The E-Sylum:  Volume 9, Number 38, September 18, 2006, Article 10


Reid Goldsborough writes: "The issue of the collecting of
counterfeits seems to resurrect itself regularly, and understandably,
because it's an interesting and controversial one. Michael Marotta
in the Sept. 4, 2006, E-Sylum issued a definitive pronouncement about
the legalities: 'Basically, it is not illegal to hold counterfeit
currency, only to buy or sell it.'

The above statement can't be supported. You can't determine the
legalities simply by reading the relevant statutes, through buying
Coin World Almanac from Michael's former employer, as Michael
suggested, or through reading them for free at any one of many
Web sites. Cornell Law School's site 'U.S. Code Collection'
( is one such site. Just click through
to Title 18, Part I, Chapter 25 -- Counterfeiting and Forgery. As
with other aspects of numismatics, a relevant Google search will
turn up other relevant Web sites.

The law is ambiguous, and it appears to be ambiguous purposefully,
a deliberate attempt by lawmakers to give judges in the future
leeway to interpret it. The area I've followed most closely is
counterfeits of collectable coins. It's a nonissue in the eyes of
the authorities, who understandably devote their resources to
stopping the manufacture and sale of counterfeit current paper
money, which can compromise the country's money supply and
ultimately its fiscal health.

Counterfeit modern, world, and ancient coins are regularly and
openly bought and sold for what they are, as counterfeits, through
the most prestigious auctions in the U.S. and abroad, at the most
prestigious national coin shows, and every day on eBay. Despite the
contention Michael made that doing this is illegal, nobody has ever
been arrested, fined, or jailed in the U.S. for buying or selling a
counterfeit collectable coin as a counterfeit. On the other hand,
people have been arrested for knowingly selling counterfeits as
genuine, for knowingly passing them as genuine, and for manufacturing

The law doesn't make it clear if it's illegal to sell counterfeit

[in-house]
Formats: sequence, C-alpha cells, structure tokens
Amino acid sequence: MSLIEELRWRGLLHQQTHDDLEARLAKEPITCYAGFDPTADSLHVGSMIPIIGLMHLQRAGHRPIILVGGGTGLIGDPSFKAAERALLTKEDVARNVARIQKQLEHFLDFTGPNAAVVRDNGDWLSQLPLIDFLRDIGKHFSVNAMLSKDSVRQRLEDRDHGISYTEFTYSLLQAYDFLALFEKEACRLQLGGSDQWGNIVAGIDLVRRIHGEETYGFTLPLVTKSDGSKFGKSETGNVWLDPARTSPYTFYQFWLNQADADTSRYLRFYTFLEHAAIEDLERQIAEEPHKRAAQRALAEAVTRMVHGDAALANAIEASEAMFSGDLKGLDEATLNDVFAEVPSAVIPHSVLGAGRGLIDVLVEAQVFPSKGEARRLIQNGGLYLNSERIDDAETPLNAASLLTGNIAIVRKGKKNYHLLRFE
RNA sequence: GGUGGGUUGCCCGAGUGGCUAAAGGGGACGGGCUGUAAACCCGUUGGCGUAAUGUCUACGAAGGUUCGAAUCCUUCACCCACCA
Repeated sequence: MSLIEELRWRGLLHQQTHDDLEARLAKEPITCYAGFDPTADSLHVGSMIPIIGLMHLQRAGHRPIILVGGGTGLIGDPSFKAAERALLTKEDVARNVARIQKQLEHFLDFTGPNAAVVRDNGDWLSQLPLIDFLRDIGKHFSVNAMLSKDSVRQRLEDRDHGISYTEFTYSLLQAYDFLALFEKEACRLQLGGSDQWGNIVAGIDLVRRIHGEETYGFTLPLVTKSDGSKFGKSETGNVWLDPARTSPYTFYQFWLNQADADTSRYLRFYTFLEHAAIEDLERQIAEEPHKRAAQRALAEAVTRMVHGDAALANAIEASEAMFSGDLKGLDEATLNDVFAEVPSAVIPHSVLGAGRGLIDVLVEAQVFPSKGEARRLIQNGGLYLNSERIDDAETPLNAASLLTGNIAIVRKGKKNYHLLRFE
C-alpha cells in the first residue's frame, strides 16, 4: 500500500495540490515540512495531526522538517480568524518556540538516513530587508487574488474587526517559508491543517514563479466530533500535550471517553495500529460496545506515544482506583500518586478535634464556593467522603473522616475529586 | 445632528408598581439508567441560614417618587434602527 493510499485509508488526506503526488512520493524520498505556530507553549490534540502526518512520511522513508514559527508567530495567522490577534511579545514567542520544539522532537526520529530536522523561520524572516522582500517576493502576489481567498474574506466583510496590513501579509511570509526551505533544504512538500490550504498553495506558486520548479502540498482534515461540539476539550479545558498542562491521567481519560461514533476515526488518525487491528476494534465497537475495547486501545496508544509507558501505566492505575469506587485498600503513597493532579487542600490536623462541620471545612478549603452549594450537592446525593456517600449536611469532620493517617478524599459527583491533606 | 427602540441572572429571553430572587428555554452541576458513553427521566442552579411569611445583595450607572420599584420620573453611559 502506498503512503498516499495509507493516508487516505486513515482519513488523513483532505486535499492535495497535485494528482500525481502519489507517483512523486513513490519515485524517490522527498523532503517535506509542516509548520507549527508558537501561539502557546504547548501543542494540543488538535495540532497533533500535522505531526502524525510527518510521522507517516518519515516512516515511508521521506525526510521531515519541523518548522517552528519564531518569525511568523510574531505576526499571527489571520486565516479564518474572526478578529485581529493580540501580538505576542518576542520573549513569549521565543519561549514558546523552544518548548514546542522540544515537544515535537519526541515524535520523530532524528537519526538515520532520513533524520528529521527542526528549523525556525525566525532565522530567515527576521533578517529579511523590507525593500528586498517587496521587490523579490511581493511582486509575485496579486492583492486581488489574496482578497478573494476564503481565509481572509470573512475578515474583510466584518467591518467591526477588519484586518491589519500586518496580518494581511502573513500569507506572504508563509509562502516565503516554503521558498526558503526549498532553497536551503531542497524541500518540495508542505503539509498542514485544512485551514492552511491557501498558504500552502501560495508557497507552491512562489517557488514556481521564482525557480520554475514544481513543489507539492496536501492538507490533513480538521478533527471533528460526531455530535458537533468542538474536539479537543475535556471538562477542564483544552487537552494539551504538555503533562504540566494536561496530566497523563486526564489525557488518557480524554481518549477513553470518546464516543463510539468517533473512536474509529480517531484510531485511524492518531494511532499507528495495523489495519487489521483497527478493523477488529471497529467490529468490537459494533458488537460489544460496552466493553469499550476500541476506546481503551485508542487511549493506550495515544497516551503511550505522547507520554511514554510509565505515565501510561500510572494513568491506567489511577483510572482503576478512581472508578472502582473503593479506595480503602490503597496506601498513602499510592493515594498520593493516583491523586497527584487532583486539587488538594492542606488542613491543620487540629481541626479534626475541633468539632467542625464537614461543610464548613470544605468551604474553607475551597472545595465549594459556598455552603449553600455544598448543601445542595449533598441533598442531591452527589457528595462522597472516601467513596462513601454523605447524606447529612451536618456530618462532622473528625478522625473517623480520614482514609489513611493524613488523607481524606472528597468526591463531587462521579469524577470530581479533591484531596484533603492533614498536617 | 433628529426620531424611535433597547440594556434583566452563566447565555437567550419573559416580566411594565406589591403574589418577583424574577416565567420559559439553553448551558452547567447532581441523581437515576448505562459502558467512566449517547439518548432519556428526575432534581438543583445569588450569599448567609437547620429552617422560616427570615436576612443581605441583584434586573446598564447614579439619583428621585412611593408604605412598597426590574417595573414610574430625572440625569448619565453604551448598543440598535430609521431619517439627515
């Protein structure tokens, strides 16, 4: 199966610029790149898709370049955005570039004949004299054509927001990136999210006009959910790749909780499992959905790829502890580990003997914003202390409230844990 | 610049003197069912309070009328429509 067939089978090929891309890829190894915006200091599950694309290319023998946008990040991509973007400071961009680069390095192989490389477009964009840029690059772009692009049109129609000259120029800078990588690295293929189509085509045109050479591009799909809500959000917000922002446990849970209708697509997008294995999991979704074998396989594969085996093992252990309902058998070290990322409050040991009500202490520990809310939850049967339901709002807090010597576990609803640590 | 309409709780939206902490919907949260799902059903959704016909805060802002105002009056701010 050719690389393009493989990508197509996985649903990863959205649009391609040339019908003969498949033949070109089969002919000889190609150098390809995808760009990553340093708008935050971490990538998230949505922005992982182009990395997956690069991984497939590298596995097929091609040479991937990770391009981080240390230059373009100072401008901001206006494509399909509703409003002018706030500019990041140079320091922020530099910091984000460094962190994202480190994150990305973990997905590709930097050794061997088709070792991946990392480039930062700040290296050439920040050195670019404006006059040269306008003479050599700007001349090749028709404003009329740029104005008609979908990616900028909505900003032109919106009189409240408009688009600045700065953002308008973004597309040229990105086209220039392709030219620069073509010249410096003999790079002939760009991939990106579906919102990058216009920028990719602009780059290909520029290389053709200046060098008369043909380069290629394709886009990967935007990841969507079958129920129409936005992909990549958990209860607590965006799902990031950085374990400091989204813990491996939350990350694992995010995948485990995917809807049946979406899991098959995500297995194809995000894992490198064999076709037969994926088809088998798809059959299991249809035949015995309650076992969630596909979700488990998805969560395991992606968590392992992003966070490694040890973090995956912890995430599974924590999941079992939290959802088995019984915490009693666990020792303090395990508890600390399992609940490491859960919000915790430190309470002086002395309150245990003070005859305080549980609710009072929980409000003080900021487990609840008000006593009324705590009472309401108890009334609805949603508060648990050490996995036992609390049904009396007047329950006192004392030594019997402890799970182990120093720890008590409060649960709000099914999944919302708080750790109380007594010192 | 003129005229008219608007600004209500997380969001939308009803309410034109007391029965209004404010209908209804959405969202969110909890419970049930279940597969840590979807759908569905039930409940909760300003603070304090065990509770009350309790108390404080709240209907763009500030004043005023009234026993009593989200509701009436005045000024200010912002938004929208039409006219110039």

collectable coins or if it's illegal only to sell them 'with intent
to defraud.' For this to be clear, the law would need to be tested
in court, but because nobody has ever been arrested for selling
counterfeit collectable coins as counterfeits, it has never been

Regarding Coin World, an excellent publication, its legal columnist,
Armen Vartian, wrote a column on just this subject titled "Owning
Counterfeits" for the November 5, 2001, issue in which he gave
advice to people who collect counterfeits. In a phone interview,
Vartian, a lawyer and author of the book A Legal Guide to Buying
and Selling Art and Collectibles, told me that for there to be
'judicial clarity' on the legalities, a judge or court has to
specifically address this issue. The bottom line is that no matter
what you read about this issue, online or in print, by a lawyer or
a layperson -- and people do seem to enjoy making legal
pronouncements about this -- the legalities aren't clear.

Those interested in collecting counterfeits might enjoy watching
the ANA video 'Famous Fakes and Fakers.' Any ANA member can borrow
the video through the mail from the ANA library for the cost of
round-trip postage and insurance. It was made by Ken Bressett,
past president of the ANA and editor of A Guide Book of United
States Coins (the Red Book). Bressett talks about and illustrates
counterfeits that he describes as being 'enjoyable to study and

I personally study and collect counterfeits of ancient coins in
those areas in which I collect authentic ancient coins. Counterfeit
coins have always been an interesting aspect of the history of both
numismatics and the larger world of money. For much of history
counterfeiting was punishable by death. Counterfeiting has also
been used by the governments of the U.S., Britain, and many other
countries as a weapon of war against other countries. Studying
counterfeits has practical value too. It can make you a more
savvy consumer and help prevent you from become a victim of
counterfeit fraud."

  Wayne Homren, Editor

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